What are the causes of the civil right movements?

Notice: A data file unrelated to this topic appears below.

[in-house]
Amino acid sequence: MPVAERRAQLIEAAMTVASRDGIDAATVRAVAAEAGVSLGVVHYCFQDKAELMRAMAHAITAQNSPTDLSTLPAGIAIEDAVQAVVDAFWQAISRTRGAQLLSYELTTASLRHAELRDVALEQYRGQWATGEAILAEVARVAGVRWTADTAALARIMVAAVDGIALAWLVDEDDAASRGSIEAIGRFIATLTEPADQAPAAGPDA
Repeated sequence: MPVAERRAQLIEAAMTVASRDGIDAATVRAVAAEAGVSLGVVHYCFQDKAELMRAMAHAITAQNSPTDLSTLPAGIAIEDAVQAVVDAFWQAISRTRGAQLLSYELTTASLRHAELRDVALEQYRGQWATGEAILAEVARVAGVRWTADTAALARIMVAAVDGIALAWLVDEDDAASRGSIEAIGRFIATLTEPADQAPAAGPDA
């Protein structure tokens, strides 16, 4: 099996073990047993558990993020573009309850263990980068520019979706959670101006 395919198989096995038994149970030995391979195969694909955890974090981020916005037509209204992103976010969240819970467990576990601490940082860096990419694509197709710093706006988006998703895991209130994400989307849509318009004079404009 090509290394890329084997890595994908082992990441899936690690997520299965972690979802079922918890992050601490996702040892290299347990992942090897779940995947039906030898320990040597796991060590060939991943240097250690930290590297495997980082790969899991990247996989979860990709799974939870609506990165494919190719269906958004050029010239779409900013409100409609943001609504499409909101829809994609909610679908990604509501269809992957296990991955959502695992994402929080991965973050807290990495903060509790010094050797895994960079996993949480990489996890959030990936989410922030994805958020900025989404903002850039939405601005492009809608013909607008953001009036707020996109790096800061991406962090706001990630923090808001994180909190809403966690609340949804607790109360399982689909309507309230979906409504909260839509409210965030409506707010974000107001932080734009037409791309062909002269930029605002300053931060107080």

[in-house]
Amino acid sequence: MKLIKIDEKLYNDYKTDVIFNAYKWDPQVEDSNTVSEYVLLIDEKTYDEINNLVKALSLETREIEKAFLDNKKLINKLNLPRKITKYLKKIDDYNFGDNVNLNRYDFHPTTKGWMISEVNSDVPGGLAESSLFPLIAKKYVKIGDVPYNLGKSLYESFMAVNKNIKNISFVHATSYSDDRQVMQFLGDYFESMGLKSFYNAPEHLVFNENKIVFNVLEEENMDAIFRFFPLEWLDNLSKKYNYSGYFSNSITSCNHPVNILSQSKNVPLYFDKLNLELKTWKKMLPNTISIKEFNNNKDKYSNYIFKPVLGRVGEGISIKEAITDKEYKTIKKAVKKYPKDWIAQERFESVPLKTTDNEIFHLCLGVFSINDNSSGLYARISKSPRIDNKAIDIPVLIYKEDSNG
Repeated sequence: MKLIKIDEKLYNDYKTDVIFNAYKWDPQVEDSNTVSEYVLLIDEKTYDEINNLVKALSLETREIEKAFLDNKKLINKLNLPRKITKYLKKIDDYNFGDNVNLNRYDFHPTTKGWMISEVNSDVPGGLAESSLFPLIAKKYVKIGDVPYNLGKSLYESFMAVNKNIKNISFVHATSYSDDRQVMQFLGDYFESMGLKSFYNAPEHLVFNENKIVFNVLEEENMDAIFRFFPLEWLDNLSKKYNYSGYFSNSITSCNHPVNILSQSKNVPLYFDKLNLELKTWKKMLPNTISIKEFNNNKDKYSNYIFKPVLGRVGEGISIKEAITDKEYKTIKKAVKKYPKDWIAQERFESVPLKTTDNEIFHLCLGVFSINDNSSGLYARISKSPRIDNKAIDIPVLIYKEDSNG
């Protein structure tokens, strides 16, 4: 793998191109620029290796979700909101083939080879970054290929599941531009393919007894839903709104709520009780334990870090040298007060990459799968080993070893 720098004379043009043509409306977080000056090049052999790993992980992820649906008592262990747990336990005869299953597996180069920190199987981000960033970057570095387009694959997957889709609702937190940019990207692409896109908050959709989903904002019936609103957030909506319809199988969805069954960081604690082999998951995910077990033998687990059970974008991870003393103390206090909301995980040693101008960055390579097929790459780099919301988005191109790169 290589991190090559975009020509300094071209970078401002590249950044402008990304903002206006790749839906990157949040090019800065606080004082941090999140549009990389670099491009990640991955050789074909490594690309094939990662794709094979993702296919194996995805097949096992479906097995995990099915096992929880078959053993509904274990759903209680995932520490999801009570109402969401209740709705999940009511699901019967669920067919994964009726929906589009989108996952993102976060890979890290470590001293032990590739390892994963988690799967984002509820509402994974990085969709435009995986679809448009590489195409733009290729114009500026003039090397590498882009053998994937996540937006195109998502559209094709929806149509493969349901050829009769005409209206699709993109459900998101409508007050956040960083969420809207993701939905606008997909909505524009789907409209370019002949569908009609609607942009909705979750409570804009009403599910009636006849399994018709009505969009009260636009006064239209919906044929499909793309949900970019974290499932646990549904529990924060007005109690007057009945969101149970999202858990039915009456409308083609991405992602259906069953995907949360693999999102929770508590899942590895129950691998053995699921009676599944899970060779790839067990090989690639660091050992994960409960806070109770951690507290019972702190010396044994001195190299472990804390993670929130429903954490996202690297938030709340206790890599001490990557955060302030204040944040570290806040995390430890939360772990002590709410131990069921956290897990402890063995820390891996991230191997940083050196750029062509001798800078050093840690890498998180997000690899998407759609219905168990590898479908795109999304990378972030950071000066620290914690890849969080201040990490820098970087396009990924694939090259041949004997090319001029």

Following the Civil War, attempts were made to protect the civil rights of the newly freed slaves. The first Civil Rights Acts were passed in 1866, 1870, 1871, and 1875. Those acts tried to protect the ex-slaves rights and freedoms, like the right to sue, to be heard in jury trials, and the right to hold property. As reconstruction ended and the Blacks lost political power in the South, there was no more federal civil rights legislation until The Civil Rights Acts of 1957 and 1960. The spark that started the modern Civil Rights movement occurred in December of 1955. Rosa Parks, a black seamstress, refused to give up her seat on a bus to a white man, as Montgomery, Alabama law required. The Reverend Martin Luther King, Jr. became the spokesman for the protest that developed and led the Black boycott of the Montgomery Bus system. The result was felt nation wide. Sit ins at all White lunch counters, marches, and demonstrations forced the government to act. In 1957, the first Blacks tried to enroll in Central High School, in Little Rock. Whites and the governor blocked their way. President Eisenhower had to use troops to protect the Black students and allow them entrance to the High School. The most comprehensive civil rights legislation was passed by Congress and signed by President Lyndon B. Johnson in 1964. The Civil Rights Act of 1964 prohibited discrimination for reason of color, race, religion, or national origin in places of public accommodation, and anything covered by interstate commerce. That included restaurants, hotels, motels, and theaters. The act also forbad discrimination in employment and discrimination on the bases of sex. The Voting Rights Act of 1965 was passed to protect the right to vote. Federal observers would be placed at the polls to make sure all citizens had the right to vote. The Civil Rights Act of 1968 outlawed discrimination in housing and the selling of real estate. Supreme Court decisions in 1954 and 1955 declared racial segregation in public schools unconstitutional and the court's rulings in 1955 banned segregation in publicly financed parks, playgrounds, and golf courses.